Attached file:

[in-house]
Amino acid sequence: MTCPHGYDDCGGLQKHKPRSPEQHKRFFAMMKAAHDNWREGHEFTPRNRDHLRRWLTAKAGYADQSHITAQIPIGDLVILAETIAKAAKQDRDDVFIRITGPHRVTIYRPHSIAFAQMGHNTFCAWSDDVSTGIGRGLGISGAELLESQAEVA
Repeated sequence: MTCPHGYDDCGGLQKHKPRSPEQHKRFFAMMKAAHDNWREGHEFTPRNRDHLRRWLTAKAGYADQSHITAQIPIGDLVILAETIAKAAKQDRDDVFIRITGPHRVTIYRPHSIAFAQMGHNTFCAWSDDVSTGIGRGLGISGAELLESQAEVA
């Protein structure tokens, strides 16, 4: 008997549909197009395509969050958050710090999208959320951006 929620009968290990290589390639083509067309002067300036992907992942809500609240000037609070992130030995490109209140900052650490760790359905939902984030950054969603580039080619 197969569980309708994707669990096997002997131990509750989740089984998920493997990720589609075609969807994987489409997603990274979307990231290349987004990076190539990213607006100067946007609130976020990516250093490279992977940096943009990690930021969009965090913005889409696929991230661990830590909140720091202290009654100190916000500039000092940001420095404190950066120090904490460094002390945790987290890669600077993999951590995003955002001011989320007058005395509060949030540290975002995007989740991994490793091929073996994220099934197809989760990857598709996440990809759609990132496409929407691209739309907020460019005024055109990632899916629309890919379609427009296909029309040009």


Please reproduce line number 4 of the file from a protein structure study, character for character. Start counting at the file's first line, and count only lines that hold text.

């Protein structure tokens, strides 16, 4: 008997549909197009395509969050958050710090999208959320951006 929620009968290990290589390639083509067309002067300036992907992942809500609240000037609070992130030995490109209140900052650490760790359905939902984030950054969603580039080619 197969569980309708994707669990096997002997131990509750989740089984998920493997990720589609075609969807994987489409997603990274979307990231290349987004990076190539990213607006100067946007609130976020990516250093490279992977940096943009990690930021969009965090913005889409696929991230661990830590909140720091202290009654100190916000500039000092940001420095404190950066120090904490460094002390945790987290890669600077993999951590995003955002001011989320007058005395509060949030540290975002995007989740991994490793091929073996994220099934197809989760990857598709996440990809759609990132496409929407691209739309907020460019005024055109990632899916629309890919379609427009296909029309040009």